January 7 – 22, 2023
Artist talk: Sunday, January 22, 2023 at 2 p.m.
Historian is a direct reference to the work, Remembering Names, by the late conceptual artist Garry Neill Kennedy (1935-2021), where he attempted to recall the names of each person he had met throughout his life and to create that into an artwork. First performed in the 1960s, with other iterations over the decades, this project culminated in the opus where Kennedy attempted to recall the names of everyone in his memory while in the midst of decline stemming from dementia. This rearticulation of Kennedy’s performance/installation is made queer by focusing specifically on the names of men McFadden has been with sexually. This filtering through a sexual lens also places Historian in reference to the noted UK artist Tracey Emin and her work, Everyone I Have Ever Slept With 1963-1995, which takes the form of a pop tent festooned with appliqued letters spelling out the names of sexual, as well as platonic or familial bedmates. McFadden’s installation will be a colourful mashing together of what Kennedy did and Emin refocused, but it is specific to his own time in Victoria.
The act of physically writing the names of these men on the wall is meant to conflate memorializing, graffiti, and a temporary archive as a queer portrait of the artist’s life in Victoria to-date.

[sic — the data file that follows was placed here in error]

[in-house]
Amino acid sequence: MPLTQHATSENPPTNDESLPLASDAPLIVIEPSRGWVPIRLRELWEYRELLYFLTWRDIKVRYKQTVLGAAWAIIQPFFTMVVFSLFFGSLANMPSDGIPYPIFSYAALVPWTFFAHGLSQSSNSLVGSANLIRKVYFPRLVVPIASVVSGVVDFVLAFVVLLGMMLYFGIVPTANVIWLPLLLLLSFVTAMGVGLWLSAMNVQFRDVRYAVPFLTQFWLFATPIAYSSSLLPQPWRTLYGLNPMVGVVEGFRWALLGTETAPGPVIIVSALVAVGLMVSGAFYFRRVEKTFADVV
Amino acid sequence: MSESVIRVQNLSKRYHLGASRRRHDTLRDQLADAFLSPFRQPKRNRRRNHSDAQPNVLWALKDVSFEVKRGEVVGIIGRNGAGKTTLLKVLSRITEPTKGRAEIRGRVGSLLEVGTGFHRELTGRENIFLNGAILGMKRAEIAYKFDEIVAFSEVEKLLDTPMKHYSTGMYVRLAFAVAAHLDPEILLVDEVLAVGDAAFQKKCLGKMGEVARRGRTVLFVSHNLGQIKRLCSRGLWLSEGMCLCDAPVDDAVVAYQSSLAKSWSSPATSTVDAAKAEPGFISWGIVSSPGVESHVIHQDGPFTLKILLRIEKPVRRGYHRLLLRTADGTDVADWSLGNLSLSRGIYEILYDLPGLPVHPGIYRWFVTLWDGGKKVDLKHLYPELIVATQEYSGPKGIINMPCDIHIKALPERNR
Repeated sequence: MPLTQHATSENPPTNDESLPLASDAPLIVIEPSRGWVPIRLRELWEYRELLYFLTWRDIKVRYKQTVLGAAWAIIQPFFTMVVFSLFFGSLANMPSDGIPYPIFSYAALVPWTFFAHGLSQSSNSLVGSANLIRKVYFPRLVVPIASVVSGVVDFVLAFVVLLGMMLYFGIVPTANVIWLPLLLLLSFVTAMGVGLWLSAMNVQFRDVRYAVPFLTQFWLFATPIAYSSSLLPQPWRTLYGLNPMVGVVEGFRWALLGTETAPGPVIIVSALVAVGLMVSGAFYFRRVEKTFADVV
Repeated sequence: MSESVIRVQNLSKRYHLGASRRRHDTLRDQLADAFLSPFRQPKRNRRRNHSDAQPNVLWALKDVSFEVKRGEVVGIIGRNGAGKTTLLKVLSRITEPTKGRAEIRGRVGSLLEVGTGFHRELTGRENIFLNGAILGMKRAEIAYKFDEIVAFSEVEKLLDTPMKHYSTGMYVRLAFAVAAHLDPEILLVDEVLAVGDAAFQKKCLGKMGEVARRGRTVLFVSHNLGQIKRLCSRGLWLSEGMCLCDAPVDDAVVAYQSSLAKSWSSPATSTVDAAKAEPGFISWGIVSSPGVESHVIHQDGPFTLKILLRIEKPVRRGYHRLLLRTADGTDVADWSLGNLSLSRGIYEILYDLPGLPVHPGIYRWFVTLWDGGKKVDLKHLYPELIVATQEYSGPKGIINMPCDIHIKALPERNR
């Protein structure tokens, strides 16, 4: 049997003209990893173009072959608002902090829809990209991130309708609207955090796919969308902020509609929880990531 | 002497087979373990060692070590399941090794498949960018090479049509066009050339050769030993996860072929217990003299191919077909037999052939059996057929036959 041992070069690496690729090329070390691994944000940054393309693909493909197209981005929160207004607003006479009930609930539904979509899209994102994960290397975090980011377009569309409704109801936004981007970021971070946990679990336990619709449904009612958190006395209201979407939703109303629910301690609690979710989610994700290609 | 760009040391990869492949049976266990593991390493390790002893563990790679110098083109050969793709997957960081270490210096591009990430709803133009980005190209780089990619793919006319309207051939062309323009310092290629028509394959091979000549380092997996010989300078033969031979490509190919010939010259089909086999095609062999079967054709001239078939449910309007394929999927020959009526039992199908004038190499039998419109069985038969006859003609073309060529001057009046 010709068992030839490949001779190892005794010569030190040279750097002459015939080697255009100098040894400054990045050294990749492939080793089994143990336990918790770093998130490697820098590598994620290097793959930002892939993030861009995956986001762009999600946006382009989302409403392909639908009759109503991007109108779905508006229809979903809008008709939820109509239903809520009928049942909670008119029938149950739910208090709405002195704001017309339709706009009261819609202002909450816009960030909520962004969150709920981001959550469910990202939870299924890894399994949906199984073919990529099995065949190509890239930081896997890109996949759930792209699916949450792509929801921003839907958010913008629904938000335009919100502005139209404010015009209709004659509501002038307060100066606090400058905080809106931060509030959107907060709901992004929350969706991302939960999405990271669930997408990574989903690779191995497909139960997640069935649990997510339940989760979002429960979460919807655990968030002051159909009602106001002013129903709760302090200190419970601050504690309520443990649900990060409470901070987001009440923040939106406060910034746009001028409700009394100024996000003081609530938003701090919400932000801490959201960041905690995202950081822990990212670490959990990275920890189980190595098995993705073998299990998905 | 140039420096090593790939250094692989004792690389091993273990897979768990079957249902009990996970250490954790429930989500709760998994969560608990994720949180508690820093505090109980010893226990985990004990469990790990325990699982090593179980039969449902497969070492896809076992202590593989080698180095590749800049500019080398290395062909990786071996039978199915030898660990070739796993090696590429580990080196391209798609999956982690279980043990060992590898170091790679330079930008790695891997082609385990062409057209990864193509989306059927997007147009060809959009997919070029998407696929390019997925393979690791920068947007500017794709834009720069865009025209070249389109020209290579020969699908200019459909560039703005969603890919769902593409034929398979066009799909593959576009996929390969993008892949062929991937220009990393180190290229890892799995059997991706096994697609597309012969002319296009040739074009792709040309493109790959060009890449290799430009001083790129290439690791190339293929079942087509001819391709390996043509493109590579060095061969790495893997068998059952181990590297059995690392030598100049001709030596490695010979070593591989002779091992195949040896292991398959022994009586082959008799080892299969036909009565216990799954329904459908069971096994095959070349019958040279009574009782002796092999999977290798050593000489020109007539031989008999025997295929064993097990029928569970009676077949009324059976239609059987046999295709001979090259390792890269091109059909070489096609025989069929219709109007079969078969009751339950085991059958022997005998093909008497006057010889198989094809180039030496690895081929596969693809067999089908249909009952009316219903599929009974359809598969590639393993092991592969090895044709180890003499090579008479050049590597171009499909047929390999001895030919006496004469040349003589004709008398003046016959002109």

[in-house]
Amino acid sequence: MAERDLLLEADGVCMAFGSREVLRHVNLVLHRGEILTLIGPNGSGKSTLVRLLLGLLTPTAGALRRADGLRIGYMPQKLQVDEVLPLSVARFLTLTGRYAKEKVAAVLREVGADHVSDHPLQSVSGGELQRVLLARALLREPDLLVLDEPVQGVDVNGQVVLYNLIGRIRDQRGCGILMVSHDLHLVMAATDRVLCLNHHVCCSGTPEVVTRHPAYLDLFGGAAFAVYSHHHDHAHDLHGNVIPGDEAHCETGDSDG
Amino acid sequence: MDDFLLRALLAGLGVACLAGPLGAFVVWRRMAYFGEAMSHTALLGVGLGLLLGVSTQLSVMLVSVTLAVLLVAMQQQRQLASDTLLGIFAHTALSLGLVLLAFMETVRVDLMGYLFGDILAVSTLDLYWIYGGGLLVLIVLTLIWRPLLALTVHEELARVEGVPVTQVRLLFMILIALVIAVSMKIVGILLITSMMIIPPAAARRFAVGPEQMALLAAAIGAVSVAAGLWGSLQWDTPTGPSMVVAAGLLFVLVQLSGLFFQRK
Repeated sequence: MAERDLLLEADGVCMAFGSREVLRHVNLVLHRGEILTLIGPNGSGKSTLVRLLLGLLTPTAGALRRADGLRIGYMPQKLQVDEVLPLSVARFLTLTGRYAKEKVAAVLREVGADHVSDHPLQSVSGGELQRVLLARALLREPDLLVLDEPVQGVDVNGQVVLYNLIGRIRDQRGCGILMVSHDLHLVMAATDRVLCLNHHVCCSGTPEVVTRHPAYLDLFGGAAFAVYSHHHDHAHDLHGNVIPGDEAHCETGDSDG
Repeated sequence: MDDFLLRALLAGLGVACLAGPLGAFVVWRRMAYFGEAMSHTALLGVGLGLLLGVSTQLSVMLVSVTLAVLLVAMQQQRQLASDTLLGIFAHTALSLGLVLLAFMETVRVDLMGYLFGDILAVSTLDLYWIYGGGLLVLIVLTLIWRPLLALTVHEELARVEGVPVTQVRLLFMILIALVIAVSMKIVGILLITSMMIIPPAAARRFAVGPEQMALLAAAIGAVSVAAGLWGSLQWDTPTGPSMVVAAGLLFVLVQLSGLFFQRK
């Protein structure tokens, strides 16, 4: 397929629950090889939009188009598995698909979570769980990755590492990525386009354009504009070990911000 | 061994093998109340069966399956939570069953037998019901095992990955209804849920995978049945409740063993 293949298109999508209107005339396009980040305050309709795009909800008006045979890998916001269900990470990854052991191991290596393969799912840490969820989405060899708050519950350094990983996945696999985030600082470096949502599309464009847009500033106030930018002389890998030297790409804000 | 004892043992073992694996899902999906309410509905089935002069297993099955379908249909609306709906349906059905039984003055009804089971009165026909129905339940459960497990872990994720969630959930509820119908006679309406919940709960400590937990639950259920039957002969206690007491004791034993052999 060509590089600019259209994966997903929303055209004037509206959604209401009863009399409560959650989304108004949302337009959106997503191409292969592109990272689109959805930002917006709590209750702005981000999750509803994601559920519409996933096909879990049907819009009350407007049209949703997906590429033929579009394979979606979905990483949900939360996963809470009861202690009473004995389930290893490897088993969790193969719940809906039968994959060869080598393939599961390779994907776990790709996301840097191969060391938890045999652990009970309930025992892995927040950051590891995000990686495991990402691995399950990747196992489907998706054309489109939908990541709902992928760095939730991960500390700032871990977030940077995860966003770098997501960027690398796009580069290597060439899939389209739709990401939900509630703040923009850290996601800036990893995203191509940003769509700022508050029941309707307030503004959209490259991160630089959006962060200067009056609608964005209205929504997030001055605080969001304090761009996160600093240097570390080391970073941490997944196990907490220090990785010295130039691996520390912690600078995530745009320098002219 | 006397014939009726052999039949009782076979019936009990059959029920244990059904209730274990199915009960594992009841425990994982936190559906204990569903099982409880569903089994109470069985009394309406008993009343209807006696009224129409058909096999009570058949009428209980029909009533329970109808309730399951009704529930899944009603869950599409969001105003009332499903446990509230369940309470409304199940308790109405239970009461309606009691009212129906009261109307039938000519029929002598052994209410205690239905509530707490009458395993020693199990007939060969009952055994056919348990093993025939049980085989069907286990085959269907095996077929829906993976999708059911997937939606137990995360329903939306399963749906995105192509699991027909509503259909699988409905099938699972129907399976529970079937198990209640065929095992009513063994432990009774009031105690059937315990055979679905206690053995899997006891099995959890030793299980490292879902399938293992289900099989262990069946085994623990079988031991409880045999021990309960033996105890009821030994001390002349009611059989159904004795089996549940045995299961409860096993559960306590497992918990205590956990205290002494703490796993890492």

About the Artist
Kegan McFadden came to making art through the study of literature, history, and exhibition practice. Working with memory, text, and modest tools of production, his art practice is a visual representation of his queer experience. The question that propels his artistic exploration is rooted in queer phenomenology, or how we move through time and space differently depending on our lived experience. He interrogates the possibilities (and limitations) of memory through lists, essays, poems, and bookworks as a way of taking stock of his experience has a queer person. He does not have a studio practice, and his simplified means of production are purposely meant to destabilize heteronormative hegemonies and gendered hierarchies in the art world (i.e., he chooses pastel chalk over oil paint, recycled soft materials over elaborate structures, performance over plein air, and bookworks over bronze, etc.)
Xchanges gratefully acknowledges the support of the Province of British Columbia and the Capital Regional District for our gallery programs.
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